I started programming something like 19 years ago. I don't remember the exact point in time, but I very vividly remember the experience. Someone in the community got ahold of a bunch of Sharp Pocket Computers, reportedly from an accounting firm that was replacing them with newer hardware. I can't recall the exact model anymore, but it was a little one-line LCD display with a tiny QWERTY keyboard and a dockable dot-matrix ribbon printer. My best guess is that it was the PC-1500.
It came with a mind-bending 16KB of ROM, and the particular unit I ended up with had an expensive add-on chip that provided a matching 16KB of RAM. There were some other nifty features that I never learned how to use, too, like the ability to save out your programs onto an audio cassette tape. (Here's a blast from the past for you: the recordings sounded an awful lot like the handshake of an old dial-up modem. Not like a 56KB modem, either - think 4800.)
The Pocket Computer was basically a clunky programmable calculator. I guess what made it appealing to the accounting firm was the fact that you could write simple programs like loan amortization and have it spit out reams of receipt-like paper with tiny red, green, blue, or black numbers on it. In the early 1980s, that was pretty cool. The things ran at something like 1.3MHz, which was blazing fast for something you could run on AA batteries and carry around in your briefcase.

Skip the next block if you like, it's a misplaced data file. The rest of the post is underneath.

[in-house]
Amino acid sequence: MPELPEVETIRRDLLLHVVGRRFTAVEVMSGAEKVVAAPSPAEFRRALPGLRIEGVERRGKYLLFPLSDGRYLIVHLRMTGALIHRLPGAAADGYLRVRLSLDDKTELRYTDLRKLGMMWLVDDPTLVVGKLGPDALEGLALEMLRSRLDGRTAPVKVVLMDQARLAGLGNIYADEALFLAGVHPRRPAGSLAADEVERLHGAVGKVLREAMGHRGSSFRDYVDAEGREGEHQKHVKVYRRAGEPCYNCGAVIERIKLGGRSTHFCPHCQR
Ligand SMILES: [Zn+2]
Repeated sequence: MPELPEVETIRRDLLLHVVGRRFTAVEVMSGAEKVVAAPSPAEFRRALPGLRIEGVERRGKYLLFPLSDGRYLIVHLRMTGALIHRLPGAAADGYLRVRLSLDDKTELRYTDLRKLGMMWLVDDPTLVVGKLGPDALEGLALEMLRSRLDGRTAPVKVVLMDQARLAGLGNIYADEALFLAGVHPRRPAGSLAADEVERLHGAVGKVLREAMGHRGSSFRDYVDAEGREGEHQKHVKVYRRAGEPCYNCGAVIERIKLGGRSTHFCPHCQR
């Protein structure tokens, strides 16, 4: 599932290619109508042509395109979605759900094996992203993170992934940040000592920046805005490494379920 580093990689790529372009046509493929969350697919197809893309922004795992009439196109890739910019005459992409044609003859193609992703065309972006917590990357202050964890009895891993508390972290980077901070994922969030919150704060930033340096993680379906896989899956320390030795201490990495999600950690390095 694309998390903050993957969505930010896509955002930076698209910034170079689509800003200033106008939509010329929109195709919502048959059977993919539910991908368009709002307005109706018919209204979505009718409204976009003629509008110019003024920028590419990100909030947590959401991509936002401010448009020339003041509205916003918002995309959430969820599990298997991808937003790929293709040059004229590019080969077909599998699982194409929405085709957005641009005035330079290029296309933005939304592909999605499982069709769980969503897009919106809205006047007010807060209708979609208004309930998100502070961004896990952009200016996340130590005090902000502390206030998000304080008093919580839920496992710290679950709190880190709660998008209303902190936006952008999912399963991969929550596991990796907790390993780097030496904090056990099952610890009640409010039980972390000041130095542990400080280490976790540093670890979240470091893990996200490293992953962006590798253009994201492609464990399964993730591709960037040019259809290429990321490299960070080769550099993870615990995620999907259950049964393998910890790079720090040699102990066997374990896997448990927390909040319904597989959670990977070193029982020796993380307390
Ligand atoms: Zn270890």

Anyways, apparently by the early 1990s they were falling out of fashion, and more powerful machines were readily available for the accountant on the go. So the company unloaded their stock of PC-1500s, and one of them wound up in my youthful little paws. Along with a couple other neighborhood kids who had gotten one, I set about learning the primitive dialect of BASIC that ran on the machine. Of course, about the only interesting thing we could think of to do with a computer was to make games. None of us knew enough math to even plumb the depths of the calculator functionality on the thing, and we certainly weren't interested in the piles of accounting-related examples that came in the instruction manuals.